Since I was a child, I was priveleged to grow up in a state where fireworks are legal. Say what you like about Alabama, but any place that allows you to blow up pretty things is OK by me. Loud things are OK too, but pretty things are better.
My dad would take me to the fireworks stand for New Year’s and the Fourth of July to pick out fireworks. My best friend would come with me and we would agonize over the best choices in our financial range. Finally we would carry our purchases to the person at the checkout, and we would leave with our brown paper bags of beautiful bright paper fireworks. Then we would eagerly await the dark.
My dad always allowed us to light our purchases, but he was safety conscious, and much to my humiliation, he would make us wear safety shop goggles to protect our eyes. In hindsight, that was probably a really good idea. Our favorites were the Jumping Jacks, which whirled wildly and whistled when we lit them. They changed colors from green to red. There was a lake down the hill from us, and we would save our extras and light them and throw them high from the dock. When they hit the water they stayed lit for a moment and whistled and hissed. They still make Jumping Jacks but they aren’t nearly as brilliant or as big as I remember them. They are still fun for kids.
When my younger cousins came to visit from out of state, I would take them to the fireworks stand and buy them about twenty bucks worth of fireworks, which in those days was quite a bit. I was older then, college probably, and it was fun to see their looks of awe as the fireworks were lit. They don’t have fireworks in Nebraska. We would buy whistling tanks and small tubes that emitted showers of beautiful sparks and big loud noises.
Also when I was in college, I dated a guy who had a convertible. I was following him up the road in my car when suddenly something hit my car and exploded. He was lighting fireworks and tossing them out of his car at me. It was all fun and games until one of them landed in the median, and the tinder-dry grass went up in flames. The entire median was on fire. We fleed the scene of his crime and watched from a distance as the firemen came and put it out. I think he was a bit cowed by the magnitude of what he had done.
Fast forward to medical school, and I was doing a year’s fellowship at the NIMH in Bethesda, at the Howard Hughes Institute. New Year’s was coming and I made a little stop on my way back from Alabama. Now, fireworks were strictly illegal in pretty much all of the Northeast, and I might have been in a good bit of trouble if I had been pulled over and all those fireworks were found in my trunk. I had bought about a hundred dollars worth. My friends and I had planned a trip to celebrate New Years in New York City, and those fireworks were going with us. I divided them with my best friend at the time, so he would have some in case we got split up. We did get split up, and he wound up meeting his future wife at a party. He wooed her with fireworks, took her out to the banks of the Hudson and they lit up the illegal fireworks which were beautiful over the water. Meanwhile, my boyfriend and our friends were lighting ours. Fortunately none of us were arrested.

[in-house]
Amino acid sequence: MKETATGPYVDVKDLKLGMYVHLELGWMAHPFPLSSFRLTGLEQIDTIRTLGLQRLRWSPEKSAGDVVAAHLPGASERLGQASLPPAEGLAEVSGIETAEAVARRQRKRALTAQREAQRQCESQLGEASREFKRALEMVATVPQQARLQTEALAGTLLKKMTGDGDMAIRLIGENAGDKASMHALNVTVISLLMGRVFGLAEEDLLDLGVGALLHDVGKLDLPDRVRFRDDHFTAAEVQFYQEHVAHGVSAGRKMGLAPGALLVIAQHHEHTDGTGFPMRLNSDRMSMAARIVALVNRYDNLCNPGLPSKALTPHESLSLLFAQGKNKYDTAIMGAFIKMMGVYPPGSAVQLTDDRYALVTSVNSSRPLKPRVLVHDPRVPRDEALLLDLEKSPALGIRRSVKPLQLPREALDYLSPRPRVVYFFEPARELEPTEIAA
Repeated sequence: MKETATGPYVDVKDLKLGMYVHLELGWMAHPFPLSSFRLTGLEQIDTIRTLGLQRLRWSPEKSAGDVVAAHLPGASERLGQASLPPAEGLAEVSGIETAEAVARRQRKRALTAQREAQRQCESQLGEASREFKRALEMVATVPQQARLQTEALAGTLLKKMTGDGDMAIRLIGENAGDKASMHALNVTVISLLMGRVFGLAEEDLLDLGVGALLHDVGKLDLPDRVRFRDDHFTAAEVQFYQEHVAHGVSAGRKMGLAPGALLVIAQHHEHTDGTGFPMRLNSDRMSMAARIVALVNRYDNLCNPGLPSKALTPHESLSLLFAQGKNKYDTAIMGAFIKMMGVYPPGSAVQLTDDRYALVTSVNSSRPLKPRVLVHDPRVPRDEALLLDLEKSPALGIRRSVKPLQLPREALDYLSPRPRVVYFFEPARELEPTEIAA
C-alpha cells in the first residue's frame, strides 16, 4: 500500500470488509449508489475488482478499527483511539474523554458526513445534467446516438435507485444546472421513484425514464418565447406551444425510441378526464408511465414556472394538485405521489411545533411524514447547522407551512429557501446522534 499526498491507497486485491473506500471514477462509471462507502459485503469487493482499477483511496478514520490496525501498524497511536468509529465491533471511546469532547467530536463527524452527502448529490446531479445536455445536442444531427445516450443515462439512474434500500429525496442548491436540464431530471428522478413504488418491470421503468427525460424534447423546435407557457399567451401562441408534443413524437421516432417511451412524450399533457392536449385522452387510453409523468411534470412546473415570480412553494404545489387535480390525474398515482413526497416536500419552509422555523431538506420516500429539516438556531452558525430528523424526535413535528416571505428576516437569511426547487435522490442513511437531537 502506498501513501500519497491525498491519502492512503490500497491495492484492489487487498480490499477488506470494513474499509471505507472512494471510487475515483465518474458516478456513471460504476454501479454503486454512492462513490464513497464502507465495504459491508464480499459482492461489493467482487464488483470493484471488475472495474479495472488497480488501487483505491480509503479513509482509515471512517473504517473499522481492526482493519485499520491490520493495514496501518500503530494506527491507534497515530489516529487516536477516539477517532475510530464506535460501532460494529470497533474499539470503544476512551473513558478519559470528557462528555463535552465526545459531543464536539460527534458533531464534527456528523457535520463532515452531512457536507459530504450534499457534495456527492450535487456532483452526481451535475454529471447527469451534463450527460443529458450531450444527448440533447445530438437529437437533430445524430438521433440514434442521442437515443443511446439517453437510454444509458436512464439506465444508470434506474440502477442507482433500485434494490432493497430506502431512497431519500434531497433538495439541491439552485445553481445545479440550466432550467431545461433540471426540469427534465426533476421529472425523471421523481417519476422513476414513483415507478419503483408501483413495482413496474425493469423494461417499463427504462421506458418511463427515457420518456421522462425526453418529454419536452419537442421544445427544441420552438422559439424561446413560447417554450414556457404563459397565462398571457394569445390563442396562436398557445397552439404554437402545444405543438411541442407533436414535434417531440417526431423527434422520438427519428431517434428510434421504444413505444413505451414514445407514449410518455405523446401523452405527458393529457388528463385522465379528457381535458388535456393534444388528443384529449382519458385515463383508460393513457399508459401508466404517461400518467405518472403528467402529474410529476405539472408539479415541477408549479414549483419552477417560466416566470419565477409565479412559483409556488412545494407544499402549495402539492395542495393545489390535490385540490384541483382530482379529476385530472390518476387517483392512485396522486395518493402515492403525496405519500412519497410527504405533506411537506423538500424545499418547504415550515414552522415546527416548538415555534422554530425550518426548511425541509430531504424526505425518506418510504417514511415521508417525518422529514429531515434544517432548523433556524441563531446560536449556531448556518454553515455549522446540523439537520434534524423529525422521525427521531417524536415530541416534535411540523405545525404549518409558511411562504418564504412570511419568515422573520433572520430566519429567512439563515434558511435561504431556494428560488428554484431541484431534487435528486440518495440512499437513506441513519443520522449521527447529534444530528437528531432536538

The next time the fireworks became a big deal was when I got married. My husband grew up along the Easterrn Seaboard, where fireworks are illegal also. When we moved back to Alabama, I took him to a fireworks stand to buy fireworks. He was so excited, he bought a couple hundred dollars worth, including those big professional mortars that make a big boom and sparkle way up into the sky. His little pyromaniac heart was filled with glee. I let him light them all, and he took great delight in lighting the big mortar balls, dropping them into their tubes and scampering away, shouting “Fire in the hole!” each time. He never tired of it. We set them off every year until we had a baby.
Said baby put a little damper on the fireworks situation. She was TERRIFIED of them. We had to put them on hold a few years because we had taught her to fear fire and she thought Dada was going to set fire to himelf. She might have been right. So we attended some fireworks shows the neighbors were putting on, and sat a good ways away so she wouldn’t be afraid. One neighbor in particular was obsessed with power and noise. Every year, he had illegal “fireworks” made out of partial sticks of dynamite. They didn’t do anything pretty at all, but they made a truly awe inspiring BOOM that echoed and richoceted off the surrounding homes. Legend has it that one year, an old alcoholic crank who lived in one of the nearby houses came out and literally throttled Dynamite Guy, chokiing him with his hands around his neck because the noise made him so angry. We probably should have been wearing earplugs.
We eventually were able to return to lighting our own fireworks. Our daughter’s fears lessened, and Dynamite Guy, thankfully, moved to another neighborhood. Lucky neighbors. The last couple of years she has been able to hang out with us as hubby set his mortars off. Lousy weather kept us from lighting them this New Years, but there’s always the Fourth of July!